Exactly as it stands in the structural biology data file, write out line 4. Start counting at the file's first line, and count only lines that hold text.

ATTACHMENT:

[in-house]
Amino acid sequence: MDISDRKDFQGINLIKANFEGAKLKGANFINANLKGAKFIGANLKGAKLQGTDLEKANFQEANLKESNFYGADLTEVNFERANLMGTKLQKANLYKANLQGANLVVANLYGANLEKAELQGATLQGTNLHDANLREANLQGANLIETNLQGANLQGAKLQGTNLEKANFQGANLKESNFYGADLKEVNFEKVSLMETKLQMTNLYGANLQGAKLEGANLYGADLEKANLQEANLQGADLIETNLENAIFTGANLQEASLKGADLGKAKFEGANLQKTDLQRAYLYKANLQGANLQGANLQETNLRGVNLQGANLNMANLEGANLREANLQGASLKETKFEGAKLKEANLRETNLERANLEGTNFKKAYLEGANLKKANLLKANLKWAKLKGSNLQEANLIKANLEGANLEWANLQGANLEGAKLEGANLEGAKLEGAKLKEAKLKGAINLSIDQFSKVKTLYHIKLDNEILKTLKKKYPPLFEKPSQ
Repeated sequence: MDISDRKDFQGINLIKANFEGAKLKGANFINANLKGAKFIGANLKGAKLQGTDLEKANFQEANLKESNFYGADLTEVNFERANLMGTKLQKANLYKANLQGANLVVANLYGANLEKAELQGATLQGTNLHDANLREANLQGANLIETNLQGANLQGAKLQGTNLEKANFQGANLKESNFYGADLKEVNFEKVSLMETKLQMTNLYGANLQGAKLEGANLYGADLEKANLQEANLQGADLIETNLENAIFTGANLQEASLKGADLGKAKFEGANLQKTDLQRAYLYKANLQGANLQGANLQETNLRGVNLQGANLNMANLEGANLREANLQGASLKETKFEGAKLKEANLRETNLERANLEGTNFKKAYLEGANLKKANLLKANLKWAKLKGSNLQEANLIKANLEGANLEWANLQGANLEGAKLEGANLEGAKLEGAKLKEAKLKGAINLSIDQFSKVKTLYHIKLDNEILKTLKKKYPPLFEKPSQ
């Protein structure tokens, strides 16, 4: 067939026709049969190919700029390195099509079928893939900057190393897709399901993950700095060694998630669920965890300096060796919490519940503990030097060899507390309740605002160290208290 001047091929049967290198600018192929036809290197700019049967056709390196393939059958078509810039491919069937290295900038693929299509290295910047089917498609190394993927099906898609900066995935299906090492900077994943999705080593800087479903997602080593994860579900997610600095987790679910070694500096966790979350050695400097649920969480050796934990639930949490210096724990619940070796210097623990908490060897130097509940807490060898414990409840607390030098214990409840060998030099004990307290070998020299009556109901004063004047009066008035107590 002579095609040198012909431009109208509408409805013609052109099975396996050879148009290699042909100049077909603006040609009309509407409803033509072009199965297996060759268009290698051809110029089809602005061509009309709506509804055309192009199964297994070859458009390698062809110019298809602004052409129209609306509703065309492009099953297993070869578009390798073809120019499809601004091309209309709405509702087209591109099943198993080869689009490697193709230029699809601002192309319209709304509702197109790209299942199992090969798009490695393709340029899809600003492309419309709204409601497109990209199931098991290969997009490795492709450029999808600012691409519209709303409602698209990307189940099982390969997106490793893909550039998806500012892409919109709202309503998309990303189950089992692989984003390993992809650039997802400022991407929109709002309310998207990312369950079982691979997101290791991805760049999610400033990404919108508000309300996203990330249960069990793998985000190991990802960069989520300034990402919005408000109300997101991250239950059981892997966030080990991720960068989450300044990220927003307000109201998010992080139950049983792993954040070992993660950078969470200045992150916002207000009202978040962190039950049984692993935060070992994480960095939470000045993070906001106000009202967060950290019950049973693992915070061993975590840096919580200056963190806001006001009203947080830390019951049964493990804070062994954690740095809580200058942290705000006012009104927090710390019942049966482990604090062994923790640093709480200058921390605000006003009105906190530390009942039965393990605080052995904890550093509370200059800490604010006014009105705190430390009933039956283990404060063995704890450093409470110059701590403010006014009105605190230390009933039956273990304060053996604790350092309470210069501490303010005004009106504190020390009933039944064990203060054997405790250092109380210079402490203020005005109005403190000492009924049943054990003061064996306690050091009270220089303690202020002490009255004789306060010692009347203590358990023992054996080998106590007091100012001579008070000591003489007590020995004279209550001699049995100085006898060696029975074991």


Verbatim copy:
């Protein structure tokens, strides 16, 4: 067939026709049969190919700029390195099509079928893939900057190393897709399901993950700095060694998630669920965890300096060796919490519940503990030097060899507390309740605002160290208290 001047091929049967290198600018192929036809290197700019049967056709390196393939059958078509810039491919069937290295900038693929299509290295910047089917498609190394993927099906898609900066995935299906090492900077994943999705080593800087479903997602080593994860579900997610600095987790679910070694500096966790979350050695400097649920969480050796934990639930949490210096724990619940070796210097623990908490060897130097509940807490060898414990409840607390030098214990409840060998030099004990307290070998020299009556109901004063004047009066008035107590 002579095609040198012909431009109208509408409805013609052109099975396996050879148009290699042909100049077909603006040609009309509407409803033509072009199965297996060759268009290698051809110029089809602005061509009309709506509804055309192009199964297994070859458009390698062809110019298809602004052409129209609306509703065309492009099953297993070869578009390798073809120019499809601004091309209309709405509702087209591109099943198993080869689009490697193709230029699809601002192309319209709304509702197109790209299942199992090969798009490695393709340029899809600003492309419309709204409601497109990209199931098991290969997009490795492709450029999808600012691409519209709303409602698209990307189940099982390969997106490793893909550039998806500012892409919109709202309503998309990303189950089992692989984003390993992809650039997802400022991407929109709002309310998207990312369950079982691979997101290791991805760049999610400033990404919108508000309300996203990330249960069990793998985000190991990802960069989520300034990402919005408000109300997101991250239950059981892997966030080990991720960068989450300044990220927003307000109201998010992080139950049983792993954040070992993660950078969470200045992150916002207000009202978040962190039950049984692993935060070992994480960095939470000045993070906001106000009202967060950290019950049973693992915070061993975590840096919580200056963190806001006001009203947080830390019951049964493990804070062994954690740095809580200058942290705000006012009104927090710390019942049966482990604090062994923790640093709480200058921390605000006003009105906190530390009942039965393990605080052995904890550093509370200059800490604010006014009105705190430390009933039956283990404060063995704890450093409470110059701590403010006014009105605190230390009933039956273990304060053996604790350092309470210069501490303010005004009106504190020390009933039944064990203060054997405790250092109380210079402490203020005005109005403190000492009924049943054990003061064996306690050091009270220089303690202020002490009255004789306060010692009347203590358990023992054996080998106590007091100012001579008070000591003489007590020995004279209550001699049995100085006898060696029975074991």